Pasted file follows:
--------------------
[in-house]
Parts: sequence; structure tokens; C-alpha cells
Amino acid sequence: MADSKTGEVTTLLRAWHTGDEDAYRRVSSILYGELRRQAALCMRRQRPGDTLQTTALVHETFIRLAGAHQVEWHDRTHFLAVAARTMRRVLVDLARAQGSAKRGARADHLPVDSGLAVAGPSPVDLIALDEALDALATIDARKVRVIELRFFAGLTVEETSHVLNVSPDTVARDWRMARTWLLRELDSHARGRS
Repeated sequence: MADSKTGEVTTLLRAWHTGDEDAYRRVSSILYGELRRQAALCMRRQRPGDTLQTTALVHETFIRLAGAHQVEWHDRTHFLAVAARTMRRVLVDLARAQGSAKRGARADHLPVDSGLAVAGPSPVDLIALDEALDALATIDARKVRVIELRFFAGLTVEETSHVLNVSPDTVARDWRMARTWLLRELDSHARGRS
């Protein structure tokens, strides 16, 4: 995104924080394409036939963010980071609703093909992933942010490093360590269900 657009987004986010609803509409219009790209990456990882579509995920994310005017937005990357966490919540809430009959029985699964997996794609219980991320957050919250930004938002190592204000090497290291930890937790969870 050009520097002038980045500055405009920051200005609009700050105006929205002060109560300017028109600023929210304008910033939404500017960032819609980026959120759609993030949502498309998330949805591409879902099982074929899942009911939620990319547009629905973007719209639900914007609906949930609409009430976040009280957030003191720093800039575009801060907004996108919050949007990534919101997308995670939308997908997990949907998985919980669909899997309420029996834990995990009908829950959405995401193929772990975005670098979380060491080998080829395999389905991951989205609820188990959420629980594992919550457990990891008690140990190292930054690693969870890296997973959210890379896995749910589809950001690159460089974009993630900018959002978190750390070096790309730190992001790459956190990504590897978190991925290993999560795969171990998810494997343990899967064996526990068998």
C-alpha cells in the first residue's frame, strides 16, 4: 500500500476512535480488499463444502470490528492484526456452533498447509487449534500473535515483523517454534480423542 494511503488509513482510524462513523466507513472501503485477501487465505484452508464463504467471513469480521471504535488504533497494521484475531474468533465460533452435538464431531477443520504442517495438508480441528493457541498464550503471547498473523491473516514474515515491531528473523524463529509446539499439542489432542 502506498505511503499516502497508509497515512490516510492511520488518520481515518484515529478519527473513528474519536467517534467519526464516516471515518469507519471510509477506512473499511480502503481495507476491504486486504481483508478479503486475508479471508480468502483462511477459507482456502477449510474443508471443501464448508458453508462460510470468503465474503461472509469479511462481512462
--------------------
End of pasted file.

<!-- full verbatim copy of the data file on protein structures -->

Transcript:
[in-house]
Parts: sequence; structure tokens; C-alpha cells
Amino acid sequence: MADSKTGEVTTLLRAWHTGDEDAYRRVSSILYGELRRQAALCMRRQRPGDTLQTTALVHETFIRLAGAHQVEWHDRTHFLAVAARTMRRVLVDLARAQGSAKRGARADHLPVDSGLAVAGPSPVDLIALDEALDALATIDARKVRVIELRFFAGLTVEETSHVLNVSPDTVARDWRMARTWLLRELDSHARGRS
Repeated sequence: MADSKTGEVTTLLRAWHTGDEDAYRRVSSILYGELRRQAALCMRRQRPGDTLQTTALVHETFIRLAGAHQVEWHDRTHFLAVAARTMRRVLVDLARAQGSAKRGARADHLPVDSGLAVAGPSPVDLIALDEALDALATIDARKVRVIELRFFAGLTVEETSHVLNVSPDTVARDWRMARTWLLRELDSHARGRS
């Protein structure tokens, strides 16, 4: 995104924080394409036939963010980071609703093909992933942010490093360590269900 657009987004986010609803509409219009790209990456990882579509995920994310005017937005990357966490919540809430009959029985699964997996794609219980991320957050919250930004938002190592204000090497290291930890937790969870 050009520097002038980045500055405009920051200005609009700050105006929205002060109560300017028109600023929210304008910033939404500017960032819609980026959120759609993030949502498309998330949805591409879902099982074929899942009911939620990319547009629905973007719209639900914007609906949930609409009430976040009280957030003191720093800039575009801060907004996108919050949007990534919101997308995670939308997908997990949907998985919980669909899997309420029996834990995990009908829950959405995401193929772990975005670098979380060491080998080829395999389905991951989205609820188990959420629980594992919550457990990891008690140990190292930054690693969870890296997973959210890379896995749910589809950001690159460089974009993630900018959002978190750390070096790309730190992001790459956190990504590897978190991925290993999560795969171990998810494997343990899967064996526990068998």
C-alpha cells in the first residue's frame, strides 16, 4: 500500500476512535480488499463444502470490528492484526456452533498447509487449534500473535515483523517454534480423542 494511503488509513482510524462513523466507513472501503485477501487465505484452508464463504467471513469480521471504535488504533497494521484475531474468533465460533452435538464431531477443520504442517495438508480441528493457541498464550503471547498473523491473516514474515515491531528473523524463529509446539499439542489432542 502506498505511503499516502497508509497515512490516510492511520488518520481515518484515529478519527473513528474519536467517534467519526464516516471515518469507519471510509477506512473499511480502503481495507476491504486486504481483508478479503486475508479471508480468502483462511477459507482456502477449510474443508471443501464448508458453508462460510470468503465474503461472509469479511462481512462